From lush rainforest to windswept desert; with red rocks carved over millennia and golden beaches tracing the coastline, Australia’s landscapes are one of its biggest assets.
Protecting many of our environmental wonders are national parks – areas where major development is prohibited, the ecology is conserved, and we can explore as the world intended.
Australia’s best national parks offer an incredible way to see the country and the diverse natural treasures that are spread across the country. But sometimes it can be a bit hard to know where to start.
There are more than 680 national parks in Australia and they are not equal. An iconic World Heritage-listed national park like Kakadu has the same status as a small strip of bushland in Sydney’s northern suburbs (Lane Cove National Park).
This is because, unlike countries including the US, UK, or New Zealand, Australia doesn’t have a proper tiered structure to its national parks, so places quite often get called a ‘national park’ as part of their protection, even if they don’t have anything special or warrant tourism.
The other issue is that ‘national park’ is a bit of a misnomer, because they are actually run by the states and territories, not by the national government (except for six parks… just to make it even more confusing).
Each jurisdiction has different criteria for creating a national park, which is why Queensland has 237 and Tasmania has just 19. There’s also no consistency in the quality of visitor information available online, and there’s a different pricing structure for each state and territory and no pass that covers the whole country (which I know is really frustrating for international visitors, in particular!)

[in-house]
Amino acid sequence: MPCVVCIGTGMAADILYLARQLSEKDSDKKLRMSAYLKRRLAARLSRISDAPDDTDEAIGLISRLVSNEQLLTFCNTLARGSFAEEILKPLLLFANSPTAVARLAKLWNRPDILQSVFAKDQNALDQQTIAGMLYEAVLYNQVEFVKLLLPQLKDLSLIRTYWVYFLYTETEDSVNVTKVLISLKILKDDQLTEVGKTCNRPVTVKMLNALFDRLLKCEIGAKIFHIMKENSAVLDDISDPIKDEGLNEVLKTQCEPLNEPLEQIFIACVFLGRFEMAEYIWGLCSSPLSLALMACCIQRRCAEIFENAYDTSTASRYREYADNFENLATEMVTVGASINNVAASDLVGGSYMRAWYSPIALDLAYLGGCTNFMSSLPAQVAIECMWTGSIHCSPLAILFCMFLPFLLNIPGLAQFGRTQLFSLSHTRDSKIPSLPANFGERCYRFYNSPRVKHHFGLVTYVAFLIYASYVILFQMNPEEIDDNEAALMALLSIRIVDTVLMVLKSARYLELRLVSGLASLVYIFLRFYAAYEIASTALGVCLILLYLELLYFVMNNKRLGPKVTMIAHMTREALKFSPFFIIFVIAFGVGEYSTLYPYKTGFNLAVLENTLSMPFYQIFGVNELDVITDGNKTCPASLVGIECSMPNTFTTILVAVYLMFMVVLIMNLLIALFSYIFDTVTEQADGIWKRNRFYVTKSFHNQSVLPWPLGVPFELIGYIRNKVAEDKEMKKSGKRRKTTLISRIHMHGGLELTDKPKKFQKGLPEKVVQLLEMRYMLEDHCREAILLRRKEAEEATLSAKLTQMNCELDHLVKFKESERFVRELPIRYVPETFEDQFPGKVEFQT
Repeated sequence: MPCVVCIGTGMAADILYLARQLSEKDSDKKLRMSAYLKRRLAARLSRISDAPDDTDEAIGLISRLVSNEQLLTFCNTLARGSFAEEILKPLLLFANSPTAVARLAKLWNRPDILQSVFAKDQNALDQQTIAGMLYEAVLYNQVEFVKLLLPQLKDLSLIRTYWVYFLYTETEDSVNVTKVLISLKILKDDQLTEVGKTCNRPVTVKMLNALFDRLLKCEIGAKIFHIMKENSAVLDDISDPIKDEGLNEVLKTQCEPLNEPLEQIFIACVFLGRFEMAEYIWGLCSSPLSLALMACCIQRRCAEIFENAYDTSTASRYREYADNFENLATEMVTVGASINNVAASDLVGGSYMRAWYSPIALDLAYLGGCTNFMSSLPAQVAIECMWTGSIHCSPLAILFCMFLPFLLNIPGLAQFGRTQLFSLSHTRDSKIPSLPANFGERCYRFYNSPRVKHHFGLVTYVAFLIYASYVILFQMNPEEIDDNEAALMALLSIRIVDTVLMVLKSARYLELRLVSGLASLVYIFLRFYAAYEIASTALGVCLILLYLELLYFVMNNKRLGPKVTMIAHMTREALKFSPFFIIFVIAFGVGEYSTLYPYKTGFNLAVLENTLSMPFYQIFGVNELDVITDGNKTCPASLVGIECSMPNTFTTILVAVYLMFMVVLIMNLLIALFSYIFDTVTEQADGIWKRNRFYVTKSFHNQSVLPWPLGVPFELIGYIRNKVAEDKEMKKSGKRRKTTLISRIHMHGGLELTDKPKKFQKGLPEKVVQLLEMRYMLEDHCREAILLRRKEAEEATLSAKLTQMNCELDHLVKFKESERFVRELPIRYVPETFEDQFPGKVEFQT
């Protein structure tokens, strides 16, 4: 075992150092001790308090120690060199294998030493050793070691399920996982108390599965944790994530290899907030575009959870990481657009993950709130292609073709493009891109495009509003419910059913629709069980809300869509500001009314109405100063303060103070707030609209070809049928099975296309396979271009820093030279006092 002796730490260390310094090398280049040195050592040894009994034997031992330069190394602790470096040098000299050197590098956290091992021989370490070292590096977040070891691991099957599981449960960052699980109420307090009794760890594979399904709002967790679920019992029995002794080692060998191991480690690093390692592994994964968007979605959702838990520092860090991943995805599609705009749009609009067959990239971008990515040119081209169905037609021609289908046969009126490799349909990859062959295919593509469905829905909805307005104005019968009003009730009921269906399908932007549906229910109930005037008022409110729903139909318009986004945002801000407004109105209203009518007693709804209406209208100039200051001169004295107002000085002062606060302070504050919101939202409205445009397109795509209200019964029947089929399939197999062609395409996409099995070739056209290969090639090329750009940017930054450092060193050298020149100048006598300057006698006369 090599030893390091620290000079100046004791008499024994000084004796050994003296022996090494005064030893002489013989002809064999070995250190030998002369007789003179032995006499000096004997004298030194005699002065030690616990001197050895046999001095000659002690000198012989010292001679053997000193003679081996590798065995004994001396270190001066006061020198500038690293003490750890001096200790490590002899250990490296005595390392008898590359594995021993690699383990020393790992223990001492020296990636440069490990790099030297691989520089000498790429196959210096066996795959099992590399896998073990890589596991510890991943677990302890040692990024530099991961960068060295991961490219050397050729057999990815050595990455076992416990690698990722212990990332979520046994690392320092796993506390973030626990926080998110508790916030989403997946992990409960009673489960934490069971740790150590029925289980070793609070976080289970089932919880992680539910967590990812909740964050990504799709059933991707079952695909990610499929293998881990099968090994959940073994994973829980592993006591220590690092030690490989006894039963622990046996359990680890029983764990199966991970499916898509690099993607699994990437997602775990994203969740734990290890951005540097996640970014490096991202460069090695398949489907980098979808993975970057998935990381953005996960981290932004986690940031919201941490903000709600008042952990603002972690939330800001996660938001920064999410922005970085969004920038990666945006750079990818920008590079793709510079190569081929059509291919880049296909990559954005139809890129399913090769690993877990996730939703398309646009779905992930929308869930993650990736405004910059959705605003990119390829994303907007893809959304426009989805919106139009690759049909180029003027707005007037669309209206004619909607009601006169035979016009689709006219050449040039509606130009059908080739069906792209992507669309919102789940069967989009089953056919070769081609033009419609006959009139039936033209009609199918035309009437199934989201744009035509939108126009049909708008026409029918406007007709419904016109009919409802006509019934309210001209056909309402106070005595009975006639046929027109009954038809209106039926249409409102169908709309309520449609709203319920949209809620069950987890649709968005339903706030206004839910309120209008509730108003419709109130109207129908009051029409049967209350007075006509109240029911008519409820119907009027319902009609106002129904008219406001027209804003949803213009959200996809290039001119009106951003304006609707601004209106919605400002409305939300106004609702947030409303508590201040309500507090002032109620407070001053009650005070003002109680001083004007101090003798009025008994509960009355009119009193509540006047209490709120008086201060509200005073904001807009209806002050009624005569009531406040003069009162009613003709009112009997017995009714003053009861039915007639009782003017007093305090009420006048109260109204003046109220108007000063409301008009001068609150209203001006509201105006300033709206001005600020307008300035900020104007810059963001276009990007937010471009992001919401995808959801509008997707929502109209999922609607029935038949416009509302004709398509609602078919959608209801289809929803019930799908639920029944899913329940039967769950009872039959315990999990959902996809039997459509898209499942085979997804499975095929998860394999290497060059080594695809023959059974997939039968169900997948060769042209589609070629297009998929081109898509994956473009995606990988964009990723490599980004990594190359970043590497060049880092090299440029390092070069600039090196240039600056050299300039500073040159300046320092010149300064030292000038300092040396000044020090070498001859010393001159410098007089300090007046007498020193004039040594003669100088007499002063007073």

That’s why I thought this guide to the best national parks in Australia would be useful. It’s not just a list for the sake of having a list – I hope it will actually be useful if you’re planning a trip around Australia or to any of these specific states.
These are the best national parks that you might want to make an effort to include in your itinerary.
I have broken up the list by state and territory and marked them all on this map, so you can see how they cover so much of the country.
!! MAP !!
The best thing about the best Australian national parks is their diversity and, as you’ll see, there’s something here to keep everyone happy. So, let’s get into the list!
Up north, Queensland has truly embraced the idea of national parks and has the most of any state – in fact, there are a whopping 237 national parks in Queensland!
(And that doesn’t even include the vast Great Barrier Reef, which I’m not including in this list because it’s technically an overarching marine park, not a national park.)
The Queensland coast and coastal hinterland has most of the parks, including tropical islands and lush rainforest – but there are also some stunning spots in the Outback.
Lamington National Park
Close to the Gold Coast and an easy drive from Brisbane, Lamington National Park is one of the best and easiest to access properties in SE Queensland. The thick green forests here are the same type of environment that has existed for millions of years, one of the reasons it’s been listed as a World Heritage Site.
One of the best spots to base yourself to explore the park is at Binna Burra. The hiking trails here will take you into the cool mountain air and through the moss-covered rainforest, where you can imagine the dinosaurs who once roamed here – or just escape from the heat on a summer day!
Great Sandy National Park